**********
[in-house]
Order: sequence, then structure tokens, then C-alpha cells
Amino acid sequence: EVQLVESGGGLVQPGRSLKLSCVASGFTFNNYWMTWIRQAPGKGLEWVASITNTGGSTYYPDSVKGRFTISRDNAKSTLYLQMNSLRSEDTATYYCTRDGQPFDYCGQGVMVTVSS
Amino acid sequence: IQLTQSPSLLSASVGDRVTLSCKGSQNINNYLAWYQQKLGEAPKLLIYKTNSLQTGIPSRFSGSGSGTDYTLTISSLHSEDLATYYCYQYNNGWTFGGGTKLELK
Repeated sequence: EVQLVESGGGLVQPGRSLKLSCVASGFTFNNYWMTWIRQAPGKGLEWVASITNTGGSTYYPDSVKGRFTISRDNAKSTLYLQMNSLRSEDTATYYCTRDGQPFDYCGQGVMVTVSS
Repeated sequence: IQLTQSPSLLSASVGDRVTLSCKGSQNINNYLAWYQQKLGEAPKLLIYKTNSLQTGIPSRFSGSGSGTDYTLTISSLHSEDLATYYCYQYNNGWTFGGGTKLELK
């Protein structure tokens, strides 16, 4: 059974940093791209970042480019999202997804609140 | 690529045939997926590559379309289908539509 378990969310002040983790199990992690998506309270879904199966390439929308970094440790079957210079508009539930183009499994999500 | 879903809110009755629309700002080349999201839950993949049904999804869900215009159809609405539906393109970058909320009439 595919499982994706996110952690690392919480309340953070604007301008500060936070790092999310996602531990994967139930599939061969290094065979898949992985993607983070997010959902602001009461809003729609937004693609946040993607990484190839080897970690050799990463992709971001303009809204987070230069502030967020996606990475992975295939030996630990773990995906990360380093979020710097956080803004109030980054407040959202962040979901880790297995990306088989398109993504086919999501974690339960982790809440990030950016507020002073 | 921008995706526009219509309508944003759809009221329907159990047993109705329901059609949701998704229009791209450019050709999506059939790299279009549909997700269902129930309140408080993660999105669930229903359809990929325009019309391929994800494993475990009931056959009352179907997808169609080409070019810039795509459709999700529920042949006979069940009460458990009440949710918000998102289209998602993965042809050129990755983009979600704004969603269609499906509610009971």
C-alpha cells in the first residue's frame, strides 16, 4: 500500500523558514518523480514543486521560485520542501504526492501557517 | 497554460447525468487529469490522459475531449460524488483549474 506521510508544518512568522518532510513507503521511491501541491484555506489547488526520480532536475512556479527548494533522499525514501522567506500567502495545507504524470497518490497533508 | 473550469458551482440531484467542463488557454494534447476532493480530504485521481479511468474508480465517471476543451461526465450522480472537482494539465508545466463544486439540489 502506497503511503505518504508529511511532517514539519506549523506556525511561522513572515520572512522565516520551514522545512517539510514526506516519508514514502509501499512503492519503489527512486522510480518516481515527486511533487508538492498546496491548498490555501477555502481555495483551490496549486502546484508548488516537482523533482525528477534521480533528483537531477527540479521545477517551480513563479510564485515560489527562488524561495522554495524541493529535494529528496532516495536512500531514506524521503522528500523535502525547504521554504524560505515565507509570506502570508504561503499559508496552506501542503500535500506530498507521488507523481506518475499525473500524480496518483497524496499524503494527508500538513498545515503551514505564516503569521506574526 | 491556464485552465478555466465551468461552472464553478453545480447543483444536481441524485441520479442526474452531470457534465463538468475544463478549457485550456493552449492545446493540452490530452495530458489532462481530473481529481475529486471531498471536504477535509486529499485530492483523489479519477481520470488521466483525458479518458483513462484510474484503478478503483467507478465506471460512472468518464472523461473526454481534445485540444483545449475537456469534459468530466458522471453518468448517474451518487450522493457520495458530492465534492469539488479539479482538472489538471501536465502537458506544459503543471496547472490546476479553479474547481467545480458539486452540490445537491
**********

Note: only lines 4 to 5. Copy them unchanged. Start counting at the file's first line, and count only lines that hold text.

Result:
Amino acid sequence: IQLTQSPSLLSASVGDRVTLSCKGSQNINNYLAWYQQKLGEAPKLLIYKTNSLQTGIPSRFSGSGSGTDYTLTISSLHSEDLATYYCYQYNNGWTFGGGTKLELK
Repeated sequence: EVQLVESGGGLVQPGRSLKLSCVASGFTFNNYWMTWIRQAPGKGLEWVASITNTGGSTYYPDSVKGRFTISRDNAKSTLYLQMNSLRSEDTATYYCTRDGQPFDYCGQGVMVTVSS